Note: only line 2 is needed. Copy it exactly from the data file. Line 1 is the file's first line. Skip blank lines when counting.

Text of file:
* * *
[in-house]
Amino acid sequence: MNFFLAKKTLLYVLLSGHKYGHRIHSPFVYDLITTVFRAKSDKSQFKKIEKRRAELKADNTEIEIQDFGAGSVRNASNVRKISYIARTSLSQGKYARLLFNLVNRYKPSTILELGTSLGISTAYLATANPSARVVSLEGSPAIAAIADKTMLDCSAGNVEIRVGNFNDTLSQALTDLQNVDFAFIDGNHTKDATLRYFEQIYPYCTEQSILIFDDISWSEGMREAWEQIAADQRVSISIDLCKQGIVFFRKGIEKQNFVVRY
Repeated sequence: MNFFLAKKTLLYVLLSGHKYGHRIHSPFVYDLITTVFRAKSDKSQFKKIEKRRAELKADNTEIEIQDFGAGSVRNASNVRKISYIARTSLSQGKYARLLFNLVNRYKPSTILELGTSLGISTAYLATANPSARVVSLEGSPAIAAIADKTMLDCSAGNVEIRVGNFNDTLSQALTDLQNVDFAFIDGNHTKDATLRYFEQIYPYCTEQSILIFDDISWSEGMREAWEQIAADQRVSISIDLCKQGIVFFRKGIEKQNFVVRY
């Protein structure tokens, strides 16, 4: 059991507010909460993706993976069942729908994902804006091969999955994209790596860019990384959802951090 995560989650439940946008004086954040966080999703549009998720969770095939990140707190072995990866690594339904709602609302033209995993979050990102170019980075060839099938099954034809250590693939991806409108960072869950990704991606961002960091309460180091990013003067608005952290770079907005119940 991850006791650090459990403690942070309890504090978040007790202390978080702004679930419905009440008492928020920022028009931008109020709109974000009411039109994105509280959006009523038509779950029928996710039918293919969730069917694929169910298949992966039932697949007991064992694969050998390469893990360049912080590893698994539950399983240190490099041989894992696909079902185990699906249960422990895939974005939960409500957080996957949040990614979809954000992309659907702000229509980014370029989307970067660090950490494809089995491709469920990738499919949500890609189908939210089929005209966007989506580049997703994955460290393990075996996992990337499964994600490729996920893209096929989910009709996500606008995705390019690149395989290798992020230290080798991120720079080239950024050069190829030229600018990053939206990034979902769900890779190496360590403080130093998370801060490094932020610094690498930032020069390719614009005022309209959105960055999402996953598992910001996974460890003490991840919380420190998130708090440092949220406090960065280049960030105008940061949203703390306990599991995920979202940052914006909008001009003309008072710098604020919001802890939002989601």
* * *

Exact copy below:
Amino acid sequence: MNFFLAKKTLLYVLLSGHKYGHRIHSPFVYDLITTVFRAKSDKSQFKKIEKRRAELKADNTEIEIQDFGAGSVRNASNVRKISYIARTSLSQGKYARLLFNLVNRYKPSTILELGTSLGISTAYLATANPSARVVSLEGSPAIAAIADKTMLDCSAGNVEIRVGNFNDTLSQALTDLQNVDFAFIDGNHTKDATLRYFEQIYPYCTEQSILIFDDISWSEGMREAWEQIAADQRVSISIDLCKQGIVFFRKGIEKQNFVVRY